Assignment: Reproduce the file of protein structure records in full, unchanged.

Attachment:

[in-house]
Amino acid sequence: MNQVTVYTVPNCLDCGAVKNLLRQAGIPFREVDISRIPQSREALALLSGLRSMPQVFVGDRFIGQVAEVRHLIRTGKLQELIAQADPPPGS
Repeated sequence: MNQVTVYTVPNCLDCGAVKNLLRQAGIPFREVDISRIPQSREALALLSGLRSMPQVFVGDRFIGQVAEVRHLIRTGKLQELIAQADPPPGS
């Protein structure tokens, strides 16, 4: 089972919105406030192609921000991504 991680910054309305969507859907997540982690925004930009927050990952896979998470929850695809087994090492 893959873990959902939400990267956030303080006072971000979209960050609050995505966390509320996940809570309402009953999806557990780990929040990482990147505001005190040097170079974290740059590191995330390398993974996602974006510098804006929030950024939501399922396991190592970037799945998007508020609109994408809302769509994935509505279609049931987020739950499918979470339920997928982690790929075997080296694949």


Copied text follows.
[in-house]
Amino acid sequence: MNQVTVYTVPNCLDCGAVKNLLRQAGIPFREVDISRIPQSREALALLSGLRSMPQVFVGDRFIGQVAEVRHLIRTGKLQELIAQADPPPGS
Repeated sequence: MNQVTVYTVPNCLDCGAVKNLLRQAGIPFREVDISRIPQSREALALLSGLRSMPQVFVGDRFIGQVAEVRHLIRTGKLQELIAQADPPPGS
């Protein structure tokens, strides 16, 4: 089972919105406030192609921000991504 991680910054309305969507859907997540982690925004930009927050990952896979998470929850695809087994090492 893959873990959902939400990267956030303080006072971000979209960050609050995505966390509320996940809570309402009953999806557990780990929040990482990147505001005190040097170079974290740059590191995330390398993974996602974006510098804006929030950024939501399922396991190592970037799945998007508020609109994408809302769509994935509505279609049931987020739950499918979470339920997928982690790929075997080296694949």